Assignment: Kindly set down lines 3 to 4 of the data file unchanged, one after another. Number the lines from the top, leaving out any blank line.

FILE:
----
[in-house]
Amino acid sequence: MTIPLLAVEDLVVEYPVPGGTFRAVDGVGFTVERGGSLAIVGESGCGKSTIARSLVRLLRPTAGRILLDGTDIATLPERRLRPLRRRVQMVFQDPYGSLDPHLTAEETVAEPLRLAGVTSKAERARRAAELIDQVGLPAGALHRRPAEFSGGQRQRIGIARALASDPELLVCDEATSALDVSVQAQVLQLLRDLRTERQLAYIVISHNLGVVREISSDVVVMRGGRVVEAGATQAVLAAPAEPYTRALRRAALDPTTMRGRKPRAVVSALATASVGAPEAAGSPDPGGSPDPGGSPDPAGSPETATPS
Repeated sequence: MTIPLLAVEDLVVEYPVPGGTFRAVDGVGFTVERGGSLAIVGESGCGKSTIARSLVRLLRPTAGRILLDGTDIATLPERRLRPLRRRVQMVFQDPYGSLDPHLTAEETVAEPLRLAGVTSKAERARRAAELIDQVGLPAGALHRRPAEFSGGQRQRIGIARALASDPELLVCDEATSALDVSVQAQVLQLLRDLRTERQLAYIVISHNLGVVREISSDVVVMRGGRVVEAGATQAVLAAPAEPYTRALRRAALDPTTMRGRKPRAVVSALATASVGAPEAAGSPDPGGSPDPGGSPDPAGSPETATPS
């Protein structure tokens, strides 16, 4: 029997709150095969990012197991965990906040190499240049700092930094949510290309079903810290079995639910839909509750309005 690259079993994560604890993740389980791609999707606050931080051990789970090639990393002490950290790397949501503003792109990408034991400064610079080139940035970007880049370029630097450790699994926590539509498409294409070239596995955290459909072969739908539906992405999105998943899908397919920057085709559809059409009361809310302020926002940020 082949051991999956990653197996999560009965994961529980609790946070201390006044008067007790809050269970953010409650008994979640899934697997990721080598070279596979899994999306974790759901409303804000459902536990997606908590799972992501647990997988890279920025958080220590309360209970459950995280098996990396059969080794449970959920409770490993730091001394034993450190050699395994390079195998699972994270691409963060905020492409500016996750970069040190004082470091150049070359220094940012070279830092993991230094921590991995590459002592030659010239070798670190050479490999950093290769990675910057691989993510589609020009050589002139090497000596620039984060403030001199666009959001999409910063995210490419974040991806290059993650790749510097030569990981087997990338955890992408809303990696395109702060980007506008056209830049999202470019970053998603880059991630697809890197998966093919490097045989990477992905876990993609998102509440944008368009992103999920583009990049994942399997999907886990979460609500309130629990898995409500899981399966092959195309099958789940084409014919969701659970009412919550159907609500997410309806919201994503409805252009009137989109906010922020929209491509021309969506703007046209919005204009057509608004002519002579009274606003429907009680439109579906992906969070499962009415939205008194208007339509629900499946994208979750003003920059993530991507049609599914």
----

Repeated sequence: MTIPLLAVEDLVVEYPVPGGTFRAVDGVGFTVERGGSLAIVGESGCGKSTIARSLVRLLRPTAGRILLDGTDIATLPERRLRPLRRRVQMVFQDPYGSLDPHLTAEETVAEPLRLAGVTSKAERARRAAELIDQVGLPAGALHRRPAEFSGGQRQRIGIARALASDPELLVCDEATSALDVSVQAQVLQLLRDLRTERQLAYIVISHNLGVVREISSDVVVMRGGRVVEAGATQAVLAAPAEPYTRALRRAALDPTTMRGRKPRAVVSALATASVGAPEAAGSPDPGGSPDPGGSPDPAGSPETATPS
């Protein structure tokens, strides 16, 4: 029997709150095969990012197991965990906040190499240049700092930094949510290309079903810290079995639910839909509750309005 690259079993994560604890993740389980791609999707606050931080051990789970090639990393002490950290790397949501503003792109990408034991400064610079080139940035970007880049370029630097450790699994926590539509498409294409070239596995955290459909072969739908539906992405999105998943899908397919920057085709559809059409009361809310302020926002940020 082949051991999956990653197996999560009965994961529980609790946070201390006044008067007790809050269970953010409650008994979640899934697997990721080598070279596979899994999306974790759901409303804000459902536990997606908590799972992501647990997988890279920025958080220590309360209970459950995280098996990396059969080794449970959920409770490993730091001394034993450190050699395994390079195998699972994270691409963060905020492409500016996750970069040190004082470091150049070359220094940012070279830092993991230094921590991995590459002592030659010239070798670190050479490999950093290769990675910057691989993510589609020009050589002139090497000596620039984060403030001199666009959001999409910063995210490419974040991806290059993650790749510097030569990981087997990338955890992408809303990696395109702060980007506008056209830049999202470019970053998603880059991630697809890197998966093919490097045989990477992905876990993609998102509440944008368009992103999920583009990049994942399997999907886990979460609500309130629990898995409500899981399966092959195309099958789940084409014919969701659970009412919550159907609500997410309806919201994503409805252009009137989109906010922020929209491509021309969506703007046209919005204009057509608004002519002579009274606003429907009680439109579906992906969070499962009415939205008194208007339509629900499946994208979750003003920059993530991507049609599914």